Rudy Giuliani might have dropped the most memorable (and absurd) statement of the Trump era yesterday when, in reference to a possible interview involving the president and Special Counsel Robert Mueller, he said "Truth isn't truth."

    The statement almost drew a guffaw from Chuck Todd, host of MSNBC's Meet the Press. (The Todd/Giuliani interview is embedded at the end of this post.) Richard Painter, Trump critic and former White House ethicist under George W. Bush, said such attempts to distort the truth are a sign of totalitarian leadership in the making. Here is Painter from an interview with Al Sharpton yesterday on MSNBC's AM Joy. (See YouTube video, starting at the 23:20 mark.):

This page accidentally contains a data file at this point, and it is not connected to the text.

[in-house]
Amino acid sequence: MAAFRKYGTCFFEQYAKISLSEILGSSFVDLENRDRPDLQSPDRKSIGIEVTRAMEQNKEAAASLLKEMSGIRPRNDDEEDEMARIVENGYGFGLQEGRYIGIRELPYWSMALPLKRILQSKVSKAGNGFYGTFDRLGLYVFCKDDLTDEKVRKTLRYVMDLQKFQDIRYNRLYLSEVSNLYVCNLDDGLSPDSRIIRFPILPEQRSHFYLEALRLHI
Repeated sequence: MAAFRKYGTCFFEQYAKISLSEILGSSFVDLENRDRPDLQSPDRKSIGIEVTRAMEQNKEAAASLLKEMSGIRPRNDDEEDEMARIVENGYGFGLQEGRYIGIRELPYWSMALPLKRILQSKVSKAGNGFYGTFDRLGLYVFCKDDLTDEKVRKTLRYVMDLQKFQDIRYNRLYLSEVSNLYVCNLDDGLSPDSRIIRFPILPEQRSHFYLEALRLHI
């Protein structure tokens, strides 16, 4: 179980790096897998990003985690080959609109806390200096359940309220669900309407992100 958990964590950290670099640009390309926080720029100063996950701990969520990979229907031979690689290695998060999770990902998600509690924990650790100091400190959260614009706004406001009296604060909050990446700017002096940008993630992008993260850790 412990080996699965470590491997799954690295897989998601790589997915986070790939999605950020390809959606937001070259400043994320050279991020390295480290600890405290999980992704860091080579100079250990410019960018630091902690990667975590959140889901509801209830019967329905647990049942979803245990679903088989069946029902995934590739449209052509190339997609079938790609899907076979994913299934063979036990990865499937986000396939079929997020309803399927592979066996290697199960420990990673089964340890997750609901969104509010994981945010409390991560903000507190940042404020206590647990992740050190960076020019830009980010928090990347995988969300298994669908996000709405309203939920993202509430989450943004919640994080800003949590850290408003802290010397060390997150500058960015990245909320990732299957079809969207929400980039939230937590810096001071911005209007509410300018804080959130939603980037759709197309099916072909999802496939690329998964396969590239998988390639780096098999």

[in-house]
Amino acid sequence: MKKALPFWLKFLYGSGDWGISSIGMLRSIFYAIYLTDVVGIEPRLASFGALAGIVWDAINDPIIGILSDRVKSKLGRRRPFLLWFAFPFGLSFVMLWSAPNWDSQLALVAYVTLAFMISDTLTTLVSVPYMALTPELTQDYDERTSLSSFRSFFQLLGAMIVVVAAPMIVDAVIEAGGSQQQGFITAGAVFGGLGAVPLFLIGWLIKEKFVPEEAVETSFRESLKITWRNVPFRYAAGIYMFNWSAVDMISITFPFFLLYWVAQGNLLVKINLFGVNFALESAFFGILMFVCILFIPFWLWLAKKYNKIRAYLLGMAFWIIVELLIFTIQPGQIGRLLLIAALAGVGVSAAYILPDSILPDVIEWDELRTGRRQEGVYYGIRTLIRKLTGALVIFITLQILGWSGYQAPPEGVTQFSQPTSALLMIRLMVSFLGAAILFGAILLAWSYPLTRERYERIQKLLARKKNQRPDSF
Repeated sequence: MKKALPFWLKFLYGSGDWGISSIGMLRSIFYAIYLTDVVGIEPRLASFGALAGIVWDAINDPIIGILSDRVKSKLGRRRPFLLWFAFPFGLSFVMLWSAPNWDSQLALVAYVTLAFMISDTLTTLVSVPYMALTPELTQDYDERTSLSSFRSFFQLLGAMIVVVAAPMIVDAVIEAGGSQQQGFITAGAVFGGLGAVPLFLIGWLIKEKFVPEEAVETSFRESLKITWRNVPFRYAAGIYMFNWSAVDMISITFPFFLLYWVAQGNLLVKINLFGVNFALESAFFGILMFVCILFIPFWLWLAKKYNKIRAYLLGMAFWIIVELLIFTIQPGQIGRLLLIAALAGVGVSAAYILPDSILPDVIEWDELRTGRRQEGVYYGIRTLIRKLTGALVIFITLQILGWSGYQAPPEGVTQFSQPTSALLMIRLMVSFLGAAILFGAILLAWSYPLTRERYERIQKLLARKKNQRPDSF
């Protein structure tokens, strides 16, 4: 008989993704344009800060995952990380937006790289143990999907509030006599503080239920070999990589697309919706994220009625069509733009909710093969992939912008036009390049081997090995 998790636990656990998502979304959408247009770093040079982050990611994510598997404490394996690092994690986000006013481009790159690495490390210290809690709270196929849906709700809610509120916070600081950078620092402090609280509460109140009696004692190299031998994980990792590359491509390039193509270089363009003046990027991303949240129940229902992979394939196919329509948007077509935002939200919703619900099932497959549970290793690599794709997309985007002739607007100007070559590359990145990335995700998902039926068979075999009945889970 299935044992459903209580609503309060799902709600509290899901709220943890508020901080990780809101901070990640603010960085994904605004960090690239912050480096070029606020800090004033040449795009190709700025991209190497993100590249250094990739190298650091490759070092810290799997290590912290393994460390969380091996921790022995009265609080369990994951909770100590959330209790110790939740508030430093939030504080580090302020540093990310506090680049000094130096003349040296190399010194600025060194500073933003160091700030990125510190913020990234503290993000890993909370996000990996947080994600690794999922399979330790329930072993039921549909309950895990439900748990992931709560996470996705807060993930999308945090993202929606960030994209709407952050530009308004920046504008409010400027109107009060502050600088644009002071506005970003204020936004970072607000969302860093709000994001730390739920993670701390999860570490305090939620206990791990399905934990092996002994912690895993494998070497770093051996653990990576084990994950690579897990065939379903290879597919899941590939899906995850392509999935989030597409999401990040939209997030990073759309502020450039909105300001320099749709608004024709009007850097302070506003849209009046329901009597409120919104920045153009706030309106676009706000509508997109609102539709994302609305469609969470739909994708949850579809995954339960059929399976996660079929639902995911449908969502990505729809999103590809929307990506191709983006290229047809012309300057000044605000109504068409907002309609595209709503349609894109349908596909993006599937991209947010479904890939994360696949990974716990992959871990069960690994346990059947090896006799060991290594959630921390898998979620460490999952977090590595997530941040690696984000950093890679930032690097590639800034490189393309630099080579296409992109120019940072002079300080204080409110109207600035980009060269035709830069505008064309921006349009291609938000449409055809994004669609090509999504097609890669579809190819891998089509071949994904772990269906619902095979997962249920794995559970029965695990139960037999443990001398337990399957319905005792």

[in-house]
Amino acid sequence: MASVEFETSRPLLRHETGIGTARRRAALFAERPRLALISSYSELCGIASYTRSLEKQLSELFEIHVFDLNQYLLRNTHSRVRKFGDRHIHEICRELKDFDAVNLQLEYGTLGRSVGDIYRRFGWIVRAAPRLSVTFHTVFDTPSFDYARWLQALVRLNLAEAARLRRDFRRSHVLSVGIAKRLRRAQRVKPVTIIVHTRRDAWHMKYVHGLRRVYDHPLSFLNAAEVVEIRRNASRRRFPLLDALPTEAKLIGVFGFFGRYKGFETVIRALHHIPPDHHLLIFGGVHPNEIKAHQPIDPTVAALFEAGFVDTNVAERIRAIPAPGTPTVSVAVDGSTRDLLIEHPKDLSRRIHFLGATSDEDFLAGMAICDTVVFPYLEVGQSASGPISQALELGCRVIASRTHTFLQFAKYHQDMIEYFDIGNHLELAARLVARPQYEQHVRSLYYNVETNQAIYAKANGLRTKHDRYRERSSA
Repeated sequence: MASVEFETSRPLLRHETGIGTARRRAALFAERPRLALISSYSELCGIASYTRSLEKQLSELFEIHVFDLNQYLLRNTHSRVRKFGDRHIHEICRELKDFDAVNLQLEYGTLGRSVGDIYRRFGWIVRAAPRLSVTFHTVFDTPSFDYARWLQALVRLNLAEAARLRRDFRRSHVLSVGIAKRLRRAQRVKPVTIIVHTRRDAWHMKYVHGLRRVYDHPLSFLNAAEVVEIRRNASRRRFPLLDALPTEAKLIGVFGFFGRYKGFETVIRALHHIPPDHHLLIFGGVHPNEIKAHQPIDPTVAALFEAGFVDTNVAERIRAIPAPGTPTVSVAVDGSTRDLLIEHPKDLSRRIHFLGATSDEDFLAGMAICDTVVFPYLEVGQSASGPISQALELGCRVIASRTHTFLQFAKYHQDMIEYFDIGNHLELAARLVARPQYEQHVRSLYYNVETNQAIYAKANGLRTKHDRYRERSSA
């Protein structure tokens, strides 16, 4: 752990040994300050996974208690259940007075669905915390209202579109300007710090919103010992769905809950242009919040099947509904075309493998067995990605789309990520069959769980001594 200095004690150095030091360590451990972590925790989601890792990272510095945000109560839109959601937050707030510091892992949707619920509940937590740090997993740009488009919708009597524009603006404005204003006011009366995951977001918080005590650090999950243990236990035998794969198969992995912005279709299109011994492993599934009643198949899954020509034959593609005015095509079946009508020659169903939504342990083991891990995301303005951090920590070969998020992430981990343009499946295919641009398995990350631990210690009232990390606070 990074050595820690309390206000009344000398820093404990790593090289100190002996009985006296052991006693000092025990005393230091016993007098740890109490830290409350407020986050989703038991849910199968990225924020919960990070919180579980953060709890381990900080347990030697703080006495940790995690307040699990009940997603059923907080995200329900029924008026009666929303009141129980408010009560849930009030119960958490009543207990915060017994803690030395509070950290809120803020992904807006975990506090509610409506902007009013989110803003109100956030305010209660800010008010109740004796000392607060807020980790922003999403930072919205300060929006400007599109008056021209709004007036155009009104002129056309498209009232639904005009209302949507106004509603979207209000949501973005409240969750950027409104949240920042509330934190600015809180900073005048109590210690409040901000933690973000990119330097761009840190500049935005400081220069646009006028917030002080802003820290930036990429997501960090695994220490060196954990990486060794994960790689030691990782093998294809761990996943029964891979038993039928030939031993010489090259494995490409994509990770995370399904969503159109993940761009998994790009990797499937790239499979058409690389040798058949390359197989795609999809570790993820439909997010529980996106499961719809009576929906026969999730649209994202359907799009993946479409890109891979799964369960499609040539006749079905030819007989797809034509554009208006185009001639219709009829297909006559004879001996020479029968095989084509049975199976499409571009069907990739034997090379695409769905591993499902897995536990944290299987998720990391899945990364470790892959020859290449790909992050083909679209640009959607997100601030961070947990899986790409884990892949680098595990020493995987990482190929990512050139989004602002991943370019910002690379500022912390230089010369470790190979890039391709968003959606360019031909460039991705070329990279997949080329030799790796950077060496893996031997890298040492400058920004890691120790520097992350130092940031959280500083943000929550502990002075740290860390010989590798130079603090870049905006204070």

This is a rehash of what Kellyanne Conway said when she talked about "alternative facts." There is such a thing as objective truth. And those on the extreme left and extreme right have consistently attacked the notion of objective truth. This is the way Hitler talked in his political campaigns. This is a distortion of the truth, combined with extreme racism and extreme religious bigotry. It is very dangerous for our country. The White House is not going to fix this problem. It is up to the United States Congress to address it. The Constitution has an impeachment clause. The Congress is not investigating. It is their obligation to hold hearings. . . . They aren't doing anything; they are sitting on their rear-ends, griping about Hillary Clinton's emails and the FBI. I hope voters throw every last one of them out the door.